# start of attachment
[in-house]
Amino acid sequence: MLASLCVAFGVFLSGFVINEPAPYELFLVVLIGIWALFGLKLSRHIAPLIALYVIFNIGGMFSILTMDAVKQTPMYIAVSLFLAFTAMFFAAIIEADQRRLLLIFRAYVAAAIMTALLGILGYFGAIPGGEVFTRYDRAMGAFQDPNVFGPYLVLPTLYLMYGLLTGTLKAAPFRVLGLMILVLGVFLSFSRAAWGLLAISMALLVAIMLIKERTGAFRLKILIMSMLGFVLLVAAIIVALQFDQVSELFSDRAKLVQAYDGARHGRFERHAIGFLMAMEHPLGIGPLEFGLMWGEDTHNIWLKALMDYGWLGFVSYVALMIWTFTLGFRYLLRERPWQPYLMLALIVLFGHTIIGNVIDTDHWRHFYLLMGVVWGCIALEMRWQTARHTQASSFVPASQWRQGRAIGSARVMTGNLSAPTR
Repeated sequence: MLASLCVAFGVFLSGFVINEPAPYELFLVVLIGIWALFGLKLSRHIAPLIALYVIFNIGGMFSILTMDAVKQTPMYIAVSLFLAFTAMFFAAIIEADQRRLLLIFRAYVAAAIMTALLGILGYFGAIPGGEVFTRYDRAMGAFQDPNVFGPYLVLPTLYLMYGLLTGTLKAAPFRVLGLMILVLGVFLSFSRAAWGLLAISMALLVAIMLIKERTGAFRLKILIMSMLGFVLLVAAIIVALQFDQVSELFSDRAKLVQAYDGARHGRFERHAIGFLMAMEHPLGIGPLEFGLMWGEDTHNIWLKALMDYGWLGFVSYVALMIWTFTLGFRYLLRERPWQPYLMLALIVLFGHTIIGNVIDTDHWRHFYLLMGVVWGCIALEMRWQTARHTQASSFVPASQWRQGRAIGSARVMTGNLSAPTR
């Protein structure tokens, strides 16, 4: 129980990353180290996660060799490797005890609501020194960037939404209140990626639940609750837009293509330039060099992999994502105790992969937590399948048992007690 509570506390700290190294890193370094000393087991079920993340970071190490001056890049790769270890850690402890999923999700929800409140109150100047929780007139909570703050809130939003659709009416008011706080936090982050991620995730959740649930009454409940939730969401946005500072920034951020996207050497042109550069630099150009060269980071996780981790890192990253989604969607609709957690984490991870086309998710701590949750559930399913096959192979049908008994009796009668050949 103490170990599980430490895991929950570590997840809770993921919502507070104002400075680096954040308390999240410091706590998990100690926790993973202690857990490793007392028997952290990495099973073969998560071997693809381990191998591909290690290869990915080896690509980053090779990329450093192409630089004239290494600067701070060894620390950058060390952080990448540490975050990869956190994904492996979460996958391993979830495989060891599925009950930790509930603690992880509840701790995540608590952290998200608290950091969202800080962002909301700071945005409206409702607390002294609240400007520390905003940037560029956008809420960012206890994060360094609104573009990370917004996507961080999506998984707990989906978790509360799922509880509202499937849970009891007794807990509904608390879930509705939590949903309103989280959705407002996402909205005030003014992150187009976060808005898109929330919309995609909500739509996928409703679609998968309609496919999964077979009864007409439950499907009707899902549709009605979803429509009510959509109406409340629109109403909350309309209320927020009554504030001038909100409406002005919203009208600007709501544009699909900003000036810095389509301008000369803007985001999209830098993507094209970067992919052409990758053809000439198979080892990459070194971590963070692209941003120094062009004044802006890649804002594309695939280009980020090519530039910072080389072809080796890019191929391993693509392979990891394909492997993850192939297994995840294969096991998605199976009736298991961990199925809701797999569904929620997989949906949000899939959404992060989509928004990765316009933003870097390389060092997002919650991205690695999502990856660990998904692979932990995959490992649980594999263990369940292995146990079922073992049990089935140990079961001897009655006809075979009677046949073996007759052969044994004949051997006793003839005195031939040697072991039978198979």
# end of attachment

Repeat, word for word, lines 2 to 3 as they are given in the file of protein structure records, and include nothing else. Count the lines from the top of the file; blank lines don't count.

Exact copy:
Amino acid sequence: MLASLCVAFGVFLSGFVINEPAPYELFLVVLIGIWALFGLKLSRHIAPLIALYVIFNIGGMFSILTMDAVKQTPMYIAVSLFLAFTAMFFAAIIEADQRRLLLIFRAYVAAAIMTALLGILGYFGAIPGGEVFTRYDRAMGAFQDPNVFGPYLVLPTLYLMYGLLTGTLKAAPFRVLGLMILVLGVFLSFSRAAWGLLAISMALLVAIMLIKERTGAFRLKILIMSMLGFVLLVAAIIVALQFDQVSELFSDRAKLVQAYDGARHGRFERHAIGFLMAMEHPLGIGPLEFGLMWGEDTHNIWLKALMDYGWLGFVSYVALMIWTFTLGFRYLLRERPWQPYLMLALIVLFGHTIIGNVIDTDHWRHFYLLMGVVWGCIALEMRWQTARHTQASSFVPASQWRQGRAIGSARVMTGNLSAPTR
Repeated sequence: MLASLCVAFGVFLSGFVINEPAPYELFLVVLIGIWALFGLKLSRHIAPLIALYVIFNIGGMFSILTMDAVKQTPMYIAVSLFLAFTAMFFAAIIEADQRRLLLIFRAYVAAAIMTALLGILGYFGAIPGGEVFTRYDRAMGAFQDPNVFGPYLVLPTLYLMYGLLTGTLKAAPFRVLGLMILVLGVFLSFSRAAWGLLAISMALLVAIMLIKERTGAFRLKILIMSMLGFVLLVAAIIVALQFDQVSELFSDRAKLVQAYDGARHGRFERHAIGFLMAMEHPLGIGPLEFGLMWGEDTHNIWLKALMDYGWLGFVSYVALMIWTFTLGFRYLLRERPWQPYLMLALIVLFGHTIIGNVIDTDHWRHFYLLMGVVWGCIALEMRWQTARHTQASSFVPASQWRQGRAIGSARVMTGNLSAPTR